27. In the Eucharist the eternal priesthood of Christ is constantly manifested in time. The celebrant, in his liturgical action, has a twofold ministry: as an icon of Christ, acting in the name of Christ, towards the community and also as a representative of the community expressing the priesthood of the faithful. In each local eucharistic celebration the visible unity and catholicity of the Church is manifested fully. The question of the relationship between the celebrant and his bishop and that among bishops themselves requires further study.

28. The Eucharist impels the believers to specific action in mission and service to the world. In the eucharistic celebration the Church is a confessing community which witnesses to the cosmic transfiguration. Thus God enters into a personal historic situation as the Lord of creation and of history. In the Eucharist the End breaks into our midst, bringing the judgement and hope of the New Age. The final dismissal or benediction in the liturgy is not an end to worship but a call to prayer and witness so that in the power of the Holy Spirit the believers may announce and convey to the world that which they have seen and received in the Eucharist.

29. The Eucharist is the action of the Holy Trinity. The Father gives the Body and the Blood of Christ by the descent of the Holy Spirit to the Church in response to the Church's prayer. The Liturgy is this prayer for the eucharistic gifts to be given. It is in this context that the invocation of the Holy Spirit should be understood. The operation of the Holy Spirit is essential to the Eucharist whether it is explicitly expressed or not. When it is articulated, the 'Epiclesis' voices the work of the Spirit with the Father in the consecration of the elements as the Body and Blood of Christ.

30. The consecration of the bread and the wine results from the whole sacramental liturgy. The act of consecration includes certain proper and appropriate moments - thanksgiving, anamnesis, Epiclesis. The deepest understanding of the hallowing of the elements rejects any theory of consecration by formula - whether by Words of Institution or Epiclesis.1 For the Orthodox the culminating and decisive moment in the consecration is the Epiclesis.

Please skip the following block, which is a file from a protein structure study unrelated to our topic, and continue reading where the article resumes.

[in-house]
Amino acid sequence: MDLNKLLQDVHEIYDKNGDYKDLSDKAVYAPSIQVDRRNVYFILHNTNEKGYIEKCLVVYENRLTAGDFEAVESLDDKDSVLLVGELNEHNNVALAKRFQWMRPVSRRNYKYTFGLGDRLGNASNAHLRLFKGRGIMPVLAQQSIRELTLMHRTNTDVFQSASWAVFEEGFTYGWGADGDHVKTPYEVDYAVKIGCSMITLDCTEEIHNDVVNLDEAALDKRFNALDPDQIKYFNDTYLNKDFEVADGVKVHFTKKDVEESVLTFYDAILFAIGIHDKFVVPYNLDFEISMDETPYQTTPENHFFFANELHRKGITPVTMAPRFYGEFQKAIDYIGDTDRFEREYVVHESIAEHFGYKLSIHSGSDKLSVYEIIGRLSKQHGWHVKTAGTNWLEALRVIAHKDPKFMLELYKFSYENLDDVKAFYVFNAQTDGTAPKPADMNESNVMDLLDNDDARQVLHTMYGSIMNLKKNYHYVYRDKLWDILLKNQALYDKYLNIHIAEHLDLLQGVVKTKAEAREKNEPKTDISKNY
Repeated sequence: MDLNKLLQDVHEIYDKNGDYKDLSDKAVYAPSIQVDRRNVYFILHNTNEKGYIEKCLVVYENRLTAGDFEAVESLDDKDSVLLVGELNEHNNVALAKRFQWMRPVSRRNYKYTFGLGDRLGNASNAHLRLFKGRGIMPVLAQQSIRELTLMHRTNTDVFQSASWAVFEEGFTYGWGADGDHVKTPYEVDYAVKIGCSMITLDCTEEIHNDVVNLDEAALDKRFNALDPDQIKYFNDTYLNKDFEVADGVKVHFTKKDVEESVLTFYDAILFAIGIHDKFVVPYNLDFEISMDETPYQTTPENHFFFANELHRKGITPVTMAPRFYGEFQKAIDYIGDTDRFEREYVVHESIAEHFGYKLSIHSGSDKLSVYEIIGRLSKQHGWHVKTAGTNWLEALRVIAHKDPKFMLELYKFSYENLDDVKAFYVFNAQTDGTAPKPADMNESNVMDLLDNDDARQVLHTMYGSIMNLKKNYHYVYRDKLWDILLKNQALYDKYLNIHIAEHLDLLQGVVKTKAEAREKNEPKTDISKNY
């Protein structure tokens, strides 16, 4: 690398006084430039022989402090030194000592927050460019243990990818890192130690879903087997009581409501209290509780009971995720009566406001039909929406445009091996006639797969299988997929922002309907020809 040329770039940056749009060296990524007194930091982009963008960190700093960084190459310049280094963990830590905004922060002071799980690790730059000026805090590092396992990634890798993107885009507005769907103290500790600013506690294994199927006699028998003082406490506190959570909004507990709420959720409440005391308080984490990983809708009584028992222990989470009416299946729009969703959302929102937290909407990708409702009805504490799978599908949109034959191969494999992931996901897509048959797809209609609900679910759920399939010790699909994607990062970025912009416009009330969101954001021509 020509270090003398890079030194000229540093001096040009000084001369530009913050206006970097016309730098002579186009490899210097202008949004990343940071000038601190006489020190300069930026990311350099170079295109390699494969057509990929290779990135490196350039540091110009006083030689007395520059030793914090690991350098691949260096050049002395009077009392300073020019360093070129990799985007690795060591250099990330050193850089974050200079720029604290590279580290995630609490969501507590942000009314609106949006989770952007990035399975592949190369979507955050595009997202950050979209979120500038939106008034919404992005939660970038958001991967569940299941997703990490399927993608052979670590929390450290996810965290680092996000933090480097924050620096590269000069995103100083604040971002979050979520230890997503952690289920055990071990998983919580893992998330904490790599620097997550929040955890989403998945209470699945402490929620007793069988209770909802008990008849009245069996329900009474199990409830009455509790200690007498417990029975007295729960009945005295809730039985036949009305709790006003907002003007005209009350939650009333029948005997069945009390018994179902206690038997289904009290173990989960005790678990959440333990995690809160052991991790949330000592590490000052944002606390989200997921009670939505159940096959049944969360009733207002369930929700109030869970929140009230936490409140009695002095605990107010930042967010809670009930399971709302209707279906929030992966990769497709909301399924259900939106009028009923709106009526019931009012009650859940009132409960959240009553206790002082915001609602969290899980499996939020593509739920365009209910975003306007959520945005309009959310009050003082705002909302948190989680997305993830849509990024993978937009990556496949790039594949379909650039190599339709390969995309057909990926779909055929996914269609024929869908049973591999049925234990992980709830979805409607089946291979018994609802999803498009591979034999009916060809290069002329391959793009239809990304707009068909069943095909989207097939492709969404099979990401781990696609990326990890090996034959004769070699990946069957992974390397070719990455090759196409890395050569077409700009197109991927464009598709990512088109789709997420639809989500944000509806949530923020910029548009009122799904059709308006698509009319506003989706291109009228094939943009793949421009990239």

31. The unity of the members of the Church is renewed by the Spirit in the eucharistic act. The Spirit comes not only upon the elements, but upon the community. The Epiclesis is a double invocation: by the invocation of the Spirit, the members of Christ are fed by his Body and Blood so that they may grow in holiness and may be strong to manifest Christ to the world and to do his work in the power of the Spirit. 'We hold this treasure in earthen vessels.' The reception of the Holy Gifts calls for repentance and obedience. Christ judges the sinful members of the Church. The time is always at hand when judgement must begin at the household of God (2 Cor. 4.7; 1 Pet. 4.17).

32. Although Epiclesis has a special meaning in the Eucharist, we must not restrict the concept to the Eucharist alone. In every sacrament, prayer and blessing the Church invokes the Holy Spirit and in all these various ways calls upon him to sanctify the whole creation. The Church is that Community which lives by continually invoking the Holy Spirit.